Synopsis: Mare Barrow’s blood is red—the color of common folk—but her Silver ability, the power to control lightning, has turned her into a weapon that the royal court tries to control.
The crown calls her an impossibility, a fake, but as she makes her escape from Maven, the prince—the friend—who betrayed her, Mare uncovers something startling: she is not the only one of her kind.
Pursued by Maven, now a vindictive king, Mare sets out to find and recruit other Red-and-Silver fighters to join in the struggle against her oppressors.
But Mare finds herself on a deadly path, at risk of becoming exactly the kind of monster she is trying to defeat.
Will she shatter under the weight of the lives that are the cost of rebellion? Or have treachery and betrayal hardened her forever?
Genres: Young Adult, Romance, Fantasy
Previous books in the series:
UNAVOIDABLE SPOILERS FROM RED QUEEN!
“And that is?”
“To rise. And rise alone.”
As I sat wallowing in self-pity, speechless, angry at this cruel world, I had a revelation -- Victoria Aveyard enjoys being an evil mastermind. She enjoys making me laugh, fall in love with countless characters at the same time and then drown into an endless puddle of my own tears. And she does it with such glorious creativity that, even though my heart is breaking into shards of glass, I cannot help but applaud her every time her writing mojo blows away my mind. She's done it twice already. First, with Red Queen. And now, with a sequel worthy of its predecessor -- Glass Sword.
Glass Sword is unputdownable. If it weren't for Christmas chores and drooping eyes, I would've read it back to back, because from the beginning you're caught in a whirlwind of action, intrigue and betrayal and you cannot shut the damned book. The fast pace sets the tone, but some profound, haunting psychological echoes reframe a darker atmosphere.
This sequel brings the story of Red Queen to a whole other level, exploiting the divide between Reds and Silvers in a realistic manner -- new allegiances are made, old enemies gamble their power, queens and kings fall to their knees and some of them kneel with bleeding hearts. The hunt for newbloods is on and Mare has to save as many as she can while trying to patch up the deep scars Maven carved into her soul.
And this is where the main big difference between these installments lays. Mare. The time spent with the Silvers molded her into something entirely unique -- Red and Silver alike, not just her blood and abilities, but her mentality as well. Mare, at her core, remains the heroine we've been introduced to in the first book. She's strong. She's badass. She's selfish around the edges. She's brave and she's cunning. But she's shackled by guilt. She's haunted by memories. She's weaving webs of lies and she's loosing herself into an abyss of heartache and, not surprisingly, fear. Who wouldn't after such treacherous events? Not to mention her trust issues that, even if they resemble paranoia sometimes, are good reasoned.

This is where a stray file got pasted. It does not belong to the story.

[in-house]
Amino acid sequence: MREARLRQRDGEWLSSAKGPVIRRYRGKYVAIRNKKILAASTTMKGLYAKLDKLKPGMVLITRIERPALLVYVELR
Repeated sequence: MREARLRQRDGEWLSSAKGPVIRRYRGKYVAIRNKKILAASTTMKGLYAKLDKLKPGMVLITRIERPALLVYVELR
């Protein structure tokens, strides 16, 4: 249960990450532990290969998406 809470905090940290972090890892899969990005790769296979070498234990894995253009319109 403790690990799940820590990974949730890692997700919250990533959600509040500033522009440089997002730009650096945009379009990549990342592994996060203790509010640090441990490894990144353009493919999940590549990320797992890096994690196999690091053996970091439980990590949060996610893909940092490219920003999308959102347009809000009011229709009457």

However, I adored her. I had a bit of a trouble supporting her in the prequel thanks to her double faced demeanor, but now she had my unwavering respect and admiration. I know some readers will feel conflicted about her occasional stumble into merciless, ruthless, vindictive and Silver-like behavior, but I felt it justified, although sad. And for the love of gods, she tries so hard and so much in this book to keep everyone safe, to concoct moves and countermoves, to get rid of her emotional instability, to escape Maven's shadow and to change the world a little bit. To make a difference. The little lightning girl is not so little anymore and I could not help but love her, because even though she loses a lot of fights with inner and outer demons, Mare always had the courage to battle for her beliefs.
“I see you as you could become, no longer the lightning, but the storm. The storm that will swallow the world entire.”
Cal is also a great difference. He reminded me of Celaena in so many ways. Gone is the prince in his overwhelming intensity; a boy with nightmares, a thirst for revenge and endless loneliness remains. I think he's even more lost than Mare is, because his home, his people, his whole goddamn country want him dead and he's running away from people he used to care deeply for. That kind of messes with his head and it triggers subtle changes in his personality and behavior, but still -- I. Loved. Him. To. Bits. He's tough. Loyal. Kickass. And quite swoony -- a scene with him and a child had me dying of FEELS.
Now on to the most interesting character of them all -- Maven. He was exactly like The Darkling in Siege & Storm -- not there but for a few sparse pages, but always there. You get it or I'm talking nonsense? His presence was almost palpable for he is constant in our main characters' thoughts and whenever he does make an appearance, he only instates his wicked, power-hungry, cruel ways, making it even harder for the rest to escape his mental grasp. He's strong, cold and calculated and a wonderfully nuanced complex villain -- I'm anxious and enthusiastic at the same time for what it's to come.